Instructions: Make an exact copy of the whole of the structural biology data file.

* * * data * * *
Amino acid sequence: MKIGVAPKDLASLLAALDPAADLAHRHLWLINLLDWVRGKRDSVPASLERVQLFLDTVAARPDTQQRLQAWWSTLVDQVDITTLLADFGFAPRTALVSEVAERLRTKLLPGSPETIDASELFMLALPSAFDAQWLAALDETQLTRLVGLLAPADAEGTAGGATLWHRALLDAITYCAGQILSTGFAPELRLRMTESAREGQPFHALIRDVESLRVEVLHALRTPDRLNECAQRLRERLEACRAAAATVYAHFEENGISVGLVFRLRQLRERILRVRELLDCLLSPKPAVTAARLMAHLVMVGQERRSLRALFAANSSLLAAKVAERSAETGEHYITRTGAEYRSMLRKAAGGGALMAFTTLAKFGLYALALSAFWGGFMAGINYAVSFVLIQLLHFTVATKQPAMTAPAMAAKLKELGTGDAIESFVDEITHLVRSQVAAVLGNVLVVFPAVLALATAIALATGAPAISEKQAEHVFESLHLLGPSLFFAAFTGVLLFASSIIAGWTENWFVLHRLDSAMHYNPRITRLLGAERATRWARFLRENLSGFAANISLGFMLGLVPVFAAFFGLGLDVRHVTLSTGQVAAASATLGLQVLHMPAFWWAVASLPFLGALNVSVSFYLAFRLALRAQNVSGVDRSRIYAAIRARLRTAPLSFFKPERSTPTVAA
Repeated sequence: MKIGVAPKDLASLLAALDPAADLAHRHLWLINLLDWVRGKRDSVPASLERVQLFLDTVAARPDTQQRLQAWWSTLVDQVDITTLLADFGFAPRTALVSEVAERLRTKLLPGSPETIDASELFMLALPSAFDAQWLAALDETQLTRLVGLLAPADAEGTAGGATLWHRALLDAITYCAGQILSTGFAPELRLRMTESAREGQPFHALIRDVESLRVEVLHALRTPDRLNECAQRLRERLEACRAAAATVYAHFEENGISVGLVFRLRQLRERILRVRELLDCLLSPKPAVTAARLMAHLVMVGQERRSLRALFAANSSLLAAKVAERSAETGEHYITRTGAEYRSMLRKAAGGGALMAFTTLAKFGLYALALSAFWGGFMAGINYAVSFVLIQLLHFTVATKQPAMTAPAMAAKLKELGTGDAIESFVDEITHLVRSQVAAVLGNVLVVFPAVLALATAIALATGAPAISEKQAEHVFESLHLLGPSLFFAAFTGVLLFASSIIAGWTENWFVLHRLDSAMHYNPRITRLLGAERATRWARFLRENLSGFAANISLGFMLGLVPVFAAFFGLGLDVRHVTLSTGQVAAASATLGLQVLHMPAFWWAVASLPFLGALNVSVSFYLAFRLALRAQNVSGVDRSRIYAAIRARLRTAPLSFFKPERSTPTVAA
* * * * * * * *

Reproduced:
Amino acid sequence: MKIGVAPKDLASLLAALDPAADLAHRHLWLINLLDWVRGKRDSVPASLERVQLFLDTVAARPDTQQRLQAWWSTLVDQVDITTLLADFGFAPRTALVSEVAERLRTKLLPGSPETIDASELFMLALPSAFDAQWLAALDETQLTRLVGLLAPADAEGTAGGATLWHRALLDAITYCAGQILSTGFAPELRLRMTESAREGQPFHALIRDVESLRVEVLHALRTPDRLNECAQRLRERLEACRAAAATVYAHFEENGISVGLVFRLRQLRERILRVRELLDCLLSPKPAVTAARLMAHLVMVGQERRSLRALFAANSSLLAAKVAERSAETGEHYITRTGAEYRSMLRKAAGGGALMAFTTLAKFGLYALALSAFWGGFMAGINYAVSFVLIQLLHFTVATKQPAMTAPAMAAKLKELGTGDAIESFVDEITHLVRSQVAAVLGNVLVVFPAVLALATAIALATGAPAISEKQAEHVFESLHLLGPSLFFAAFTGVLLFASSIIAGWTENWFVLHRLDSAMHYNPRITRLLGAERATRWARFLRENLSGFAANISLGFMLGLVPVFAAFFGLGLDVRHVTLSTGQVAAASATLGLQVLHMPAFWWAVASLPFLGALNVSVSFYLAFRLALRAQNVSGVDRSRIYAAIRARLRTAPLSFFKPERSTPTVAA
Repeated sequence: MKIGVAPKDLASLLAALDPAADLAHRHLWLINLLDWVRGKRDSVPASLERVQLFLDTVAARPDTQQRLQAWWSTLVDQVDITTLLADFGFAPRTALVSEVAERLRTKLLPGSPETIDASELFMLALPSAFDAQWLAALDETQLTRLVGLLAPADAEGTAGGATLWHRALLDAITYCAGQILSTGFAPELRLRMTESAREGQPFHALIRDVESLRVEVLHALRTPDRLNECAQRLRERLEACRAAAATVYAHFEENGISVGLVFRLRQLRERILRVRELLDCLLSPKPAVTAARLMAHLVMVGQERRSLRALFAANSSLLAAKVAERSAETGEHYITRTGAEYRSMLRKAAGGGALMAFTTLAKFGLYALALSAFWGGFMAGINYAVSFVLIQLLHFTVATKQPAMTAPAMAAKLKELGTGDAIESFVDEITHLVRSQVAAVLGNVLVVFPAVLALATAIALATGAPAISEKQAEHVFESLHLLGPSLFFAAFTGVLLFASSIIAGWTENWFVLHRLDSAMHYNPRITRLLGAERATRWARFLRENLSGFAANISLGFMLGLVPVFAAFFGLGLDVRHVTLSTGQVAAASATLGLQVLHMPAFWWAVASLPFLGALNVSVSFYLAFRLALRAQNVSGVDRSRIYAAIRARLRTAPLSFFKPERSTPTVAA